Hard Rime

Hard rime is a type of white ice that forms when water droplets found in fog freeze to the outer surfaces of objects. Hard rime is most often found on trees atop mountains and high ridges in winter, when low clouds cause freezing fog. This fog freezes along the windward (sides facing the wind) side of trees, buildings, and any other solid objects. The air temperature needed for hard rime to form is less than 29 degrees Fahrenheit and typically higher than 17 degrees Fahrenheit. High wind is usually an accompaniment to the forming of hard rime.

Unlike soft rime, hard rime has a comb-like appearance. Soft rime looks more feathery or spiky. Hard rime is very dense. It is less milky in color than soft rime. Heavier rime ice can be more milky in color, however. Typically, the quantity of super-cooled water droplets determines the type of ice that forms. Hard rime has the least, followed by soft rime, then clear ice. The more water droplets found in ice, the denser it becomes. Hard rime is typically made up of less water droplets and more ice crystals.

In some extreme regions such as Mount Washington in New Hampshire, scientists at the meteorological center located there have to break off huge chunks of hard rime from the weather equipment, in order to keep the instruments operating. Rime ice sometimes accumulates on the leading edges of aircraft when flying through certain weather systems and conditions. The crash of Continental Connection Flight 3407 on February 12, 2009 was thought to be caused by the formation of hard rime build up on the control surface.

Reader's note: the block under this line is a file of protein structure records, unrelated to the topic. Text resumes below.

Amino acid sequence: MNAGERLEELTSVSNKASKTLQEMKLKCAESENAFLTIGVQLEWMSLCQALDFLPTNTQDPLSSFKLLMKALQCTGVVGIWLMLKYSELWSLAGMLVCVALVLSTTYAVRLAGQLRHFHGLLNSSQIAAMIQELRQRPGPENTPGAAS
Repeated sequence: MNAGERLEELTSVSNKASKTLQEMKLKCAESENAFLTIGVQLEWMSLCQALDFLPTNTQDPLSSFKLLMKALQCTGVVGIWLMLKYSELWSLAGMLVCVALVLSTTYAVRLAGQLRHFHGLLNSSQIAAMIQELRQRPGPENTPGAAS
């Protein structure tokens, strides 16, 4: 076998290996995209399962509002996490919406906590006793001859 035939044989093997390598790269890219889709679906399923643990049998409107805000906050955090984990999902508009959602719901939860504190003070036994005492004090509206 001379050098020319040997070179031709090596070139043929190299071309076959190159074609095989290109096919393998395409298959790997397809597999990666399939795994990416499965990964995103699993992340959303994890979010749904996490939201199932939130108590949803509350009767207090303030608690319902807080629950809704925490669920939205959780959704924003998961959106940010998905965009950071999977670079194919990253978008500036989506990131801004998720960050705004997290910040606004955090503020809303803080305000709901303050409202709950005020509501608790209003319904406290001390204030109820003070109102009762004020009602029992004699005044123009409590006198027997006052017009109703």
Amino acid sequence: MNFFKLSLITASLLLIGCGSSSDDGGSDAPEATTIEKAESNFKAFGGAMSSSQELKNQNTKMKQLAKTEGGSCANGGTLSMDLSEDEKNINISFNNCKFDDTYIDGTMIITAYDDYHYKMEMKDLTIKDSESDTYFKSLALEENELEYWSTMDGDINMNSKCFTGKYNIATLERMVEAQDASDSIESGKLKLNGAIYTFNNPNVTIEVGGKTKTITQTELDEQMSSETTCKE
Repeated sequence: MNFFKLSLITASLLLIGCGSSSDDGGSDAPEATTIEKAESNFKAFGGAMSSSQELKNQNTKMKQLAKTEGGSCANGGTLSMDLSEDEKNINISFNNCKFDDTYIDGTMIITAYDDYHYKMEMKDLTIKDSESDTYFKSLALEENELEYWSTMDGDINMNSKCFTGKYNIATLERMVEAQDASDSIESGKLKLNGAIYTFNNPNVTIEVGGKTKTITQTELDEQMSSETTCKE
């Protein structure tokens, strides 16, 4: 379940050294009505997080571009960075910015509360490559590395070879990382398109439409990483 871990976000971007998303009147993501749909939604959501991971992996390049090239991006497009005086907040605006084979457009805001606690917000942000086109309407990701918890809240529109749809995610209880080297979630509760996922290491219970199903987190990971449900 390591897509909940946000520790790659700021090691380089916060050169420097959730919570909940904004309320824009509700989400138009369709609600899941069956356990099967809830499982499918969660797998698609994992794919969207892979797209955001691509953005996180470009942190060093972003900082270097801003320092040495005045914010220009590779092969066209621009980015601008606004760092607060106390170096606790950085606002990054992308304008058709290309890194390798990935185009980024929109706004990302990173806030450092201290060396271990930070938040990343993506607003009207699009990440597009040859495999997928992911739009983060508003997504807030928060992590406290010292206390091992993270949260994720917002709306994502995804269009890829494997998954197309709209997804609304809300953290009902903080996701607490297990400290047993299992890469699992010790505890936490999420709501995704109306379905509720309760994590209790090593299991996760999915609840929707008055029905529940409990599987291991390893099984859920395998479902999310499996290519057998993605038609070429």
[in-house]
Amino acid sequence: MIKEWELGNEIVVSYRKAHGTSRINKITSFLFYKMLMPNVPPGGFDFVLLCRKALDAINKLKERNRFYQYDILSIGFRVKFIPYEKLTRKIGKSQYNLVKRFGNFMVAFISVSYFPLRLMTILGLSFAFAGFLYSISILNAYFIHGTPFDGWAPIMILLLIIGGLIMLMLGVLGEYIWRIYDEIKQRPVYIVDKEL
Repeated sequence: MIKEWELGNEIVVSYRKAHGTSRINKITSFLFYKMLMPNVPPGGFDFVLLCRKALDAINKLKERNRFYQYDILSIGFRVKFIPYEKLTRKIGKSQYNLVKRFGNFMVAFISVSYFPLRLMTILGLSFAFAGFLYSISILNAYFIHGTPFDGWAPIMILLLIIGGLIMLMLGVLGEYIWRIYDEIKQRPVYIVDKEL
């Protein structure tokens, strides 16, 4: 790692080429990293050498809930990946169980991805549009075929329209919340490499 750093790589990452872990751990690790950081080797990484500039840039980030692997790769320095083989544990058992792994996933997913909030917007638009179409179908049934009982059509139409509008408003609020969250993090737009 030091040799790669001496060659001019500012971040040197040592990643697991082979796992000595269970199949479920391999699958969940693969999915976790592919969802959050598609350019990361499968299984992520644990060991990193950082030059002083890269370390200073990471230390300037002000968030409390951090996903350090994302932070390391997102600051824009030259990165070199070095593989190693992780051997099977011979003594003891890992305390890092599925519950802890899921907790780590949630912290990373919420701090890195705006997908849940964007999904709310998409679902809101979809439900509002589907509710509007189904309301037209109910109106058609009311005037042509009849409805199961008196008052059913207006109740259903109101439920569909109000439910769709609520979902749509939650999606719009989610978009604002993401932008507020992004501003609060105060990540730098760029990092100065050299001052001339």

In some atmospheric conditions, descending snow crystals may pass through super cooled cloud droplets that exist in an unfrozen state to -40 degrees Fahrenheit. Contact between the snow crystals and the cloud droplets results in freezing of the liquid droplets onto the surface of the crystals. This process is known as accretion. These crystals that have frozen droplets on their surfaces are referred to as rimed. If this process continues to the point that the original snow crystal is no longer identifiable, the crystal becomes known as graupel. This graupel can become five times greater in mass than the original snow crystal. As the riming process continues, the identity of the snow crystal becomes increasingly obscure.

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